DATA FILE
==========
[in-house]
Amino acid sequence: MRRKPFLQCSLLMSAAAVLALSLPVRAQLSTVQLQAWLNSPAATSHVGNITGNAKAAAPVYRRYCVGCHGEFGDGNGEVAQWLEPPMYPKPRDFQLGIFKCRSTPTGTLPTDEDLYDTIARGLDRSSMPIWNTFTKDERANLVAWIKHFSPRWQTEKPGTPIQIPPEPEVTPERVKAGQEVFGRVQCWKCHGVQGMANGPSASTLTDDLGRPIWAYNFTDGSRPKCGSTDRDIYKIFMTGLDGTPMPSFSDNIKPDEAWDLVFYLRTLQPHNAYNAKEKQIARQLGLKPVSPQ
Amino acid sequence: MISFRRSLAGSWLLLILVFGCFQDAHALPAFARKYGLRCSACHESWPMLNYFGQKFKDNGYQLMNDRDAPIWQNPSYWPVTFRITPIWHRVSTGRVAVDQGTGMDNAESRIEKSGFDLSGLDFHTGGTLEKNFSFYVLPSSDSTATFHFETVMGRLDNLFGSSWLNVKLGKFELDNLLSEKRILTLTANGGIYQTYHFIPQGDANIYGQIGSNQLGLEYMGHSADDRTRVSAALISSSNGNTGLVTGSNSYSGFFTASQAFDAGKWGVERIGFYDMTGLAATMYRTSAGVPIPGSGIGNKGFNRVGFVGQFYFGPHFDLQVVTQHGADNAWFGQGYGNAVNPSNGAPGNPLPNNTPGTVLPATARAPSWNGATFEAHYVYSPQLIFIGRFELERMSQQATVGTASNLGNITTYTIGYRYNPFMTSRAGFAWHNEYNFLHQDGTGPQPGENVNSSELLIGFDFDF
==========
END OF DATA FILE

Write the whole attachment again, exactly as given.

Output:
[in-house]
Amino acid sequence: MRRKPFLQCSLLMSAAAVLALSLPVRAQLSTVQLQAWLNSPAATSHVGNITGNAKAAAPVYRRYCVGCHGEFGDGNGEVAQWLEPPMYPKPRDFQLGIFKCRSTPTGTLPTDEDLYDTIARGLDRSSMPIWNTFTKDERANLVAWIKHFSPRWQTEKPGTPIQIPPEPEVTPERVKAGQEVFGRVQCWKCHGVQGMANGPSASTLTDDLGRPIWAYNFTDGSRPKCGSTDRDIYKIFMTGLDGTPMPSFSDNIKPDEAWDLVFYLRTLQPHNAYNAKEKQIARQLGLKPVSPQ
Amino acid sequence: MISFRRSLAGSWLLLILVFGCFQDAHALPAFARKYGLRCSACHESWPMLNYFGQKFKDNGYQLMNDRDAPIWQNPSYWPVTFRITPIWHRVSTGRVAVDQGTGMDNAESRIEKSGFDLSGLDFHTGGTLEKNFSFYVLPSSDSTATFHFETVMGRLDNLFGSSWLNVKLGKFELDNLLSEKRILTLTANGGIYQTYHFIPQGDANIYGQIGSNQLGLEYMGHSADDRTRVSAALISSSNGNTGLVTGSNSYSGFFTASQAFDAGKWGVERIGFYDMTGLAATMYRTSAGVPIPGSGIGNKGFNRVGFVGQFYFGPHFDLQVVTQHGADNAWFGQGYGNAVNPSNGAPGNPLPNNTPGTVLPATARAPSWNGATFEAHYVYSPQLIFIGRFELERMSQQATVGTASNLGNITTYTIGYRYNPFMTSRAGFAWHNEYNFLHQDGTGPQPGENVNSSELLIGFDFDF